A Force to be Reckoned With

A Force To Be Reckoned With

By Jenny Darmody

Features Editor

It’s nearly Christmas, it’s nearly exam time and it’s nearly the end of semester one. But it’s also time for the cold winter weather to peak. How could we forget what this time of year brought us in the past, with the last couple of years producing the coldest weather for almost 50 years? In some areas of the country, the temperature dropped to a shocking -17.5 degrees last December.
Liam Keegan, Head of Climatology and Observations in Met Eireann, says that predicting what this winter has in store for us is impossible.

“I know the media has been full in the last couple of months with all sorts of stuff… I don’t know where that’s coming from. It certainly isn’t coming from us,” he says.

“Seasonal forecasting in this part of the world – it really just can’t be done. There are people with theories… about the relationship between solar activity and cold winters in North-Western Europe,” he continues, although he says that this theory has not been proven.

Unfortunately for us, theories that enable us to predict weather beyond five to seven days are vague at best, and the further into the future a forecast goes, it seems the more likely it is to be wrong. Keegan says “we have no clue” about the coming winter.

“It boils down to modelling the atmosphere and how well you can do it and how far in advance you can do that,” he says.

Keegan explains that occasionally other organisations might do 30-day forecasts – including when Britain predicted a “barbeque summer” which turned out to be one of the worst summers in history.

“In fairness to them… they were quoting something like a two in three success rate… that‘s not that great,” he says.

It’s one thing when the sun that was forecasted for the summer doesn’t arrive, but it’s a whole other problem when some of the most extreme weather Ireland has ever seen hits us, sometimes without warning.

Sadly, the extreme weather we have faced in the past few years has not just posed an inconvenience, but has created some tragic results. In December 2010, five people died in the first week of December just as the big freeze got under way. The icy paths and the cold air claimed the lives of four elderly people, while a 28-year-old man tragically lost his life due to the icy roads.

“The last two winters really were severe,” says Keegan. He explains that we simply don’t have the life experience to deal with such extraordinary weather. He says, “that sort of weather is always going to catch people because it‘s just not the norm.”

In some ways, the plummeting temperature, the compacted snow and the glass-like roads might seem much more severe and dangerous – given that flooding as seen in October, only lasts a few days. However, flooding is very quick and sudden. It is very easy to get stuck somewhere unprepared for such weather when it arrives.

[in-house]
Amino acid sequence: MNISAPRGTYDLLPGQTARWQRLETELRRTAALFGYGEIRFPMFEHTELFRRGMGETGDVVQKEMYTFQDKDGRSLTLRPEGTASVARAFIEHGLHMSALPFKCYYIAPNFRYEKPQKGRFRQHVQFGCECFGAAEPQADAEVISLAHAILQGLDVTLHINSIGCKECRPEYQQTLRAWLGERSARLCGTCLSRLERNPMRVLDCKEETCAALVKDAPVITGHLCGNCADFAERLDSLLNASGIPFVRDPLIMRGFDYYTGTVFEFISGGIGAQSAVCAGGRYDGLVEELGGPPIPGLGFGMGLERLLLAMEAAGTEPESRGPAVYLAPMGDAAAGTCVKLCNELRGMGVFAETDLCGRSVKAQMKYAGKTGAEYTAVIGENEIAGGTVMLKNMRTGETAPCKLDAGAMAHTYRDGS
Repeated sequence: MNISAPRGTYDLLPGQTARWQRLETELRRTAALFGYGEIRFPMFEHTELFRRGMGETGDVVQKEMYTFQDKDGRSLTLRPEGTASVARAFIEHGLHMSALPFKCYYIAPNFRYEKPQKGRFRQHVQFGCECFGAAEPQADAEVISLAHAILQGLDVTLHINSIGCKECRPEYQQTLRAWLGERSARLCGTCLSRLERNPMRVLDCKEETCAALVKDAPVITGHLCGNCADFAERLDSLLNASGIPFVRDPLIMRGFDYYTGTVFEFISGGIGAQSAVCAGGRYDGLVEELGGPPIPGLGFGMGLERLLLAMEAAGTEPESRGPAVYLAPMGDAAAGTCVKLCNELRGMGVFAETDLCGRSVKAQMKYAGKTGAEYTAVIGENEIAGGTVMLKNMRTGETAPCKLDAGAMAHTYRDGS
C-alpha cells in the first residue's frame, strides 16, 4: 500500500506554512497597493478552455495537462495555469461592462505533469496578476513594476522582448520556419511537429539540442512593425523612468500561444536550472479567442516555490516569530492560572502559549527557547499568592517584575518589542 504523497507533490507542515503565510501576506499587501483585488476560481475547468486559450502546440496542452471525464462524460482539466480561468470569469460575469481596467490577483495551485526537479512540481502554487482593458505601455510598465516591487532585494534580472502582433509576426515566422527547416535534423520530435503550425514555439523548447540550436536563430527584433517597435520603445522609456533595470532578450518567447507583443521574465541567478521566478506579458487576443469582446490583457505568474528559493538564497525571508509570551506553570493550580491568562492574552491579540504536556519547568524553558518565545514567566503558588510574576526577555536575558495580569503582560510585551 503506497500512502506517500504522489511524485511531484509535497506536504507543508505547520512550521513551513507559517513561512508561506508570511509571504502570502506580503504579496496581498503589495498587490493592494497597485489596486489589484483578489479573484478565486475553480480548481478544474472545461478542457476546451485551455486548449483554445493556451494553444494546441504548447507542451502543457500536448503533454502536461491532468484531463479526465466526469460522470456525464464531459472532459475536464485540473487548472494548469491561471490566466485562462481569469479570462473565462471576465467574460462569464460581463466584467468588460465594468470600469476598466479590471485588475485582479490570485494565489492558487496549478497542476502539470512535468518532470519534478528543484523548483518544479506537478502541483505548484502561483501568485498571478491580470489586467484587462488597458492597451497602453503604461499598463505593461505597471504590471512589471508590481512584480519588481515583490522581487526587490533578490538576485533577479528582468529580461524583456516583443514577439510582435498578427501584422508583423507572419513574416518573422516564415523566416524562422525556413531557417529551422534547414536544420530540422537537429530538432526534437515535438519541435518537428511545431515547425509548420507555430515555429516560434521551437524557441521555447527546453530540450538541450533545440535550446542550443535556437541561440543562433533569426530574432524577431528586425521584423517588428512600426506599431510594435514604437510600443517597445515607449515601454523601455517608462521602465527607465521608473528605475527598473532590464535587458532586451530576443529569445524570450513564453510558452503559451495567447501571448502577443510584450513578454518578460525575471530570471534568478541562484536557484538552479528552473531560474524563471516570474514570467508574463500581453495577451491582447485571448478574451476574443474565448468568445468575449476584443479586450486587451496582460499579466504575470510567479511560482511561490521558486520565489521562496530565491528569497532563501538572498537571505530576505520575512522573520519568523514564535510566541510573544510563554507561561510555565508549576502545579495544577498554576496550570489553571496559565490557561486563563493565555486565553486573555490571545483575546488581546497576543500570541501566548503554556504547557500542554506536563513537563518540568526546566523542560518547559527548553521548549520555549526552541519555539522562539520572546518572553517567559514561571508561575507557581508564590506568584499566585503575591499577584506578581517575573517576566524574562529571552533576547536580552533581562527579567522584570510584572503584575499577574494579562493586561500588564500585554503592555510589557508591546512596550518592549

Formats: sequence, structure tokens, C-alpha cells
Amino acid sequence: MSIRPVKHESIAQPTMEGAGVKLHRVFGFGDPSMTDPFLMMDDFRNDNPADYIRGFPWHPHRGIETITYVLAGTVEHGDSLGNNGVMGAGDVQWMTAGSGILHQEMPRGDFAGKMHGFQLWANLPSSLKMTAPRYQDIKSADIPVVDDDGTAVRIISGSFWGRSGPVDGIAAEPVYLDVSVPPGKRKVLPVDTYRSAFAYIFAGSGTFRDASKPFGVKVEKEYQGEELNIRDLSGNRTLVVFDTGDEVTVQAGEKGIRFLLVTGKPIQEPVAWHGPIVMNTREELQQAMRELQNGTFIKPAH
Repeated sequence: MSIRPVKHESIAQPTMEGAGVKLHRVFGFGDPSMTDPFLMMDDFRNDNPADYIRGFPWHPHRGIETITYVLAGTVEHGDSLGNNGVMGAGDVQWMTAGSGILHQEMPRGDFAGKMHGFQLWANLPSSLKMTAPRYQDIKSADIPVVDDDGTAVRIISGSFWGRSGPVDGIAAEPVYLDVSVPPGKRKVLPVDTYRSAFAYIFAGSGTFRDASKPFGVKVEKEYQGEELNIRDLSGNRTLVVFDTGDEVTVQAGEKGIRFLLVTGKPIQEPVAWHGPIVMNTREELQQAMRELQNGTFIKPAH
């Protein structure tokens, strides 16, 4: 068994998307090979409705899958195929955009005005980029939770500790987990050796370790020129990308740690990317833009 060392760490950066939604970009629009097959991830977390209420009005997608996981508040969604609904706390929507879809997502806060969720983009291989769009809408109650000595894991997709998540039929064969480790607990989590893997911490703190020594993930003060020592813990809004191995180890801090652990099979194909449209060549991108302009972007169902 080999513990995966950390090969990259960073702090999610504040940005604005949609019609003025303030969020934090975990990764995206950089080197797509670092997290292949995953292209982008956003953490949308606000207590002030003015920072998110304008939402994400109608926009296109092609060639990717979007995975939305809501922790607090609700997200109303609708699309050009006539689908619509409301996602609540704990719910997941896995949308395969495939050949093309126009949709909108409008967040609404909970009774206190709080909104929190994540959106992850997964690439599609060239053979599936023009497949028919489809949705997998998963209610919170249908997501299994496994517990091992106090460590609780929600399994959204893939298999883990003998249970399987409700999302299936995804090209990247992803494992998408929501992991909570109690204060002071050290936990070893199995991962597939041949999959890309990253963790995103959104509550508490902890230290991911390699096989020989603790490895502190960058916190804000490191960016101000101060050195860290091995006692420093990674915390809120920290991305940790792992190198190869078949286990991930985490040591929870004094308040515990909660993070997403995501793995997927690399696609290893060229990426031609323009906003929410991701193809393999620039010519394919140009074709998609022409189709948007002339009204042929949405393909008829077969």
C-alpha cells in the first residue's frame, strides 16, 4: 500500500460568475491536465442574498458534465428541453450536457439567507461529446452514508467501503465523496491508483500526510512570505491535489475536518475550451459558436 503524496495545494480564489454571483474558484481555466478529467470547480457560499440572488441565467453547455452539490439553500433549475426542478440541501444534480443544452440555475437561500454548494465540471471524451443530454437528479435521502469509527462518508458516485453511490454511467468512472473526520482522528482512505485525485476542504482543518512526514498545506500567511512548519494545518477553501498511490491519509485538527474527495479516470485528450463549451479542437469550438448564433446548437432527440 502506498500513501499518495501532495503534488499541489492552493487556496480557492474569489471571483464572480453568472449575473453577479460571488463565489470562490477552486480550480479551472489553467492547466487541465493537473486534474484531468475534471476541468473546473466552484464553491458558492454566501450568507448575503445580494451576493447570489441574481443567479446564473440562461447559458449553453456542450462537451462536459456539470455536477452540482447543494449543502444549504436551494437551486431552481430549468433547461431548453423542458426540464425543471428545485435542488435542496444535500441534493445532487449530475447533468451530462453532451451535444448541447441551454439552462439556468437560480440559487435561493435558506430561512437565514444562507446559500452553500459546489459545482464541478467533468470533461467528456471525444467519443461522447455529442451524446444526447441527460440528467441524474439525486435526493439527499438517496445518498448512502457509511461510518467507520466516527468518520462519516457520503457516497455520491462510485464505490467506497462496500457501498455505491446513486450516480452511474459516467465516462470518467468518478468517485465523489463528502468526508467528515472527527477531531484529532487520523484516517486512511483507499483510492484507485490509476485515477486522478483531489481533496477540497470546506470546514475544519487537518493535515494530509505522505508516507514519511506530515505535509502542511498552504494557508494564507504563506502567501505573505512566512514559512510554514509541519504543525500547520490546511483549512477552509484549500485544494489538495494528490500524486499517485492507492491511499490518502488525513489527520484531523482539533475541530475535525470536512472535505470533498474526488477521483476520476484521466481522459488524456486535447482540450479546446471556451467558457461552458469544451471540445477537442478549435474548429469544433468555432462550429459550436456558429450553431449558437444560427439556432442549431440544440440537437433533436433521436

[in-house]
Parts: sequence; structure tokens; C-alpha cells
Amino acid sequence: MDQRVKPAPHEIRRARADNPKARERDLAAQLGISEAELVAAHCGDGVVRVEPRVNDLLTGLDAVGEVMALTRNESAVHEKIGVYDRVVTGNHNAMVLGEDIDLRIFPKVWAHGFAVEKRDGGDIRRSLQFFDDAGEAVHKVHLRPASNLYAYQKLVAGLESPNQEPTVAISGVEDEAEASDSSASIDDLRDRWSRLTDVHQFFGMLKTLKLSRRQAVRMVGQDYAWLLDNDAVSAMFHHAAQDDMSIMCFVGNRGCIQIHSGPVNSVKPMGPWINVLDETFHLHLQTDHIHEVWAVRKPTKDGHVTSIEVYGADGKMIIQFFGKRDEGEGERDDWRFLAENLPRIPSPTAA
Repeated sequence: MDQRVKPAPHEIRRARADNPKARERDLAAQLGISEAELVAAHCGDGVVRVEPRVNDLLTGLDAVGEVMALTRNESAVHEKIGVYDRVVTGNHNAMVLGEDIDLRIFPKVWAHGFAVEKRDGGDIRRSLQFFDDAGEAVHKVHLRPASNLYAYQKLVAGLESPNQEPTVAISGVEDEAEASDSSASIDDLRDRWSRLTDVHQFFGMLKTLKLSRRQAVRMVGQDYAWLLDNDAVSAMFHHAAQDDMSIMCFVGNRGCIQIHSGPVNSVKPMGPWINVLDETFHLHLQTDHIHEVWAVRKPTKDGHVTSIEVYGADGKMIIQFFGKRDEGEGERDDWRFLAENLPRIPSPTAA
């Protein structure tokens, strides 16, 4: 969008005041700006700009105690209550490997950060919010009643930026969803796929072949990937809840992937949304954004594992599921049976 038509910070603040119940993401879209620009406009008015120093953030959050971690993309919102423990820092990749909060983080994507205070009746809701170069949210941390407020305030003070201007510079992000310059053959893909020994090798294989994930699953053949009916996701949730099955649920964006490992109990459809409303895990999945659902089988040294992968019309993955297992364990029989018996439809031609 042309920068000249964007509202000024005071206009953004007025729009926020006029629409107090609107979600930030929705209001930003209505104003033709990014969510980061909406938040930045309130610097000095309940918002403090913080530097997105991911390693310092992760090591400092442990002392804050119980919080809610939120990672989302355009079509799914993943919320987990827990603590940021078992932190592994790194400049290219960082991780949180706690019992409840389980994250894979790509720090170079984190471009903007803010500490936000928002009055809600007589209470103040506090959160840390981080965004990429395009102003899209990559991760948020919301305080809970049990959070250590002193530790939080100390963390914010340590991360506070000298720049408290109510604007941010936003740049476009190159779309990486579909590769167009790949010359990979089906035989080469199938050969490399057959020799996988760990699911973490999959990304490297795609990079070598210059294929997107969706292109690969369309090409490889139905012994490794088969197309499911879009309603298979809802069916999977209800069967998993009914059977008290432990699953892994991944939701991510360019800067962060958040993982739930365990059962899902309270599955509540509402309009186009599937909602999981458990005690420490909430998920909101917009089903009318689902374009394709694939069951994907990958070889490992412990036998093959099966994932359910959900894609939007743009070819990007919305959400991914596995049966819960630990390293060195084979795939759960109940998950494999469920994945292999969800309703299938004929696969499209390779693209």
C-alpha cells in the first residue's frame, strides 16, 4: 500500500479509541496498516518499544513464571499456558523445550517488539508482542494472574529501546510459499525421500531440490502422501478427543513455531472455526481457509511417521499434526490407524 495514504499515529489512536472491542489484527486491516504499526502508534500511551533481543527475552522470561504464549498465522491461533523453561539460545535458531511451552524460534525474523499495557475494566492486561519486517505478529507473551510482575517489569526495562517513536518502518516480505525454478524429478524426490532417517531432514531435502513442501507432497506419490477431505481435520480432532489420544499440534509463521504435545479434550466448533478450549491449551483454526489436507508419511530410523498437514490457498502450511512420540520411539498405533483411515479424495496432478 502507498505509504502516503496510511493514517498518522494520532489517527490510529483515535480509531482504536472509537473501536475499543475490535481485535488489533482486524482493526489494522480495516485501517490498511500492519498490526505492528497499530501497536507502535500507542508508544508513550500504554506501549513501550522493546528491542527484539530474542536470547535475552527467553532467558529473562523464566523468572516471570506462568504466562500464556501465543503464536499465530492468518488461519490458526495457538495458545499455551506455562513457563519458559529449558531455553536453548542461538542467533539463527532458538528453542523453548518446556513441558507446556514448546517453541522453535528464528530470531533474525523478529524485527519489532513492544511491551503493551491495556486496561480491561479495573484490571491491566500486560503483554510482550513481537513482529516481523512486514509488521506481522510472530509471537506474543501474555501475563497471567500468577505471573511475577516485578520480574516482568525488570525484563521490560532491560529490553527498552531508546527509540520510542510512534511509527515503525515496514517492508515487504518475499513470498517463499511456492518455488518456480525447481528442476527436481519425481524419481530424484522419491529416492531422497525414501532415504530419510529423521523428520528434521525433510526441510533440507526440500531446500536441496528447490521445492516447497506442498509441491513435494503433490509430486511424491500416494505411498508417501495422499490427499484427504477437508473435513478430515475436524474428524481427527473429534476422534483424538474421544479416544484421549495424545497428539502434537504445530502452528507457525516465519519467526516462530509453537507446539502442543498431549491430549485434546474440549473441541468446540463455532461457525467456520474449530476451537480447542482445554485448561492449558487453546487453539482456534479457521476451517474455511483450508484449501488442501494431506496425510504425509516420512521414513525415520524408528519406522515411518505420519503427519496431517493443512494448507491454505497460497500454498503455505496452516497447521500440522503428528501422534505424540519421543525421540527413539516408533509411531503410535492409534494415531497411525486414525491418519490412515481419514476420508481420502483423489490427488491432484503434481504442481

“Flooding is quite possible in the summer, [and] it’s quite possible in the winter,” says Keegan.

He believes this makes them far more unpredictable – which can add to the danger they pose. Floods are fast and furious, and with so many people underestimating the sheer power of water, it’s very easy for floods to put up just as much of a fight as snow.

The October floods also proved fatal for two people. A 24-year-old off-duty Garda, Ciaran Jones, was swept away in the floods while trying to help people through the flooded area. Elsewhere, a nurse drowned in her basement flat when it flooded. These deaths are horrific and highlight how dangerous weather can be in this country – especially when it is impossible to predict what might be on its way.

As we head into December now, we will still have plenty of outdoor trips to make to college, work and for Christmas shopping. Are there preparations we can make to save us from getting sick, sore or stranded?

“Certainly in the recent past there‘s been a lot of talk on preparations for [a big freeze],” says Keegan. “There is an effort this year to improve public awareness.”

The Office of Emergency Planning has released a “Be Winter-Ready” booklet, which anyone can download for free from winterready.ie. The booklet provides all the information the public need to prepare for any winter weather they may have to overcome.

The Home Section covers everything from water shortages to preventing falls. The booklet also covers topics such as clearing snow, flooding, school closures and road safety. It also has contact information for public transport nationwide, the HSE and all the local authorities.

Weather is extremely dangerous in all forms. While we can experience incredibly severe variations, even a slightly wet road or a barely icy footpath can cause a severe and sometimes fatal injury.

With that in mind, we have witnessed some of the weather record breakers in the past few years, with the coldest winter on record last year and the most rainfall over a four-hour period in almost 60 years.

Our weather is extremely unpredictable and there’s no telling what will come in December, with Met Eireann unable to give forecasts beyond 10 days. But we can all be prepared for all types of bad weather if we know what we might have to face, and the winter-ready booklet can help immensely with that.

The key is preparation. Always have a decent supply of water and non-perishable foods, have warm clothes ready, as well as wellies if a flood threatens your area. Bags of sand and salt are good for reducing the danger on your own path and driveway. Above all, it is essential that you are prepared for the worst, because no matter what, a severe form of any weather will feel like the worst.

“The worst weather is the weather that catches you as an individual,” says Keegan. “It’s a bit like what’s the worst sort of pain you can have – the answer often is the pain you’ve got at the moment.”

 

 

 

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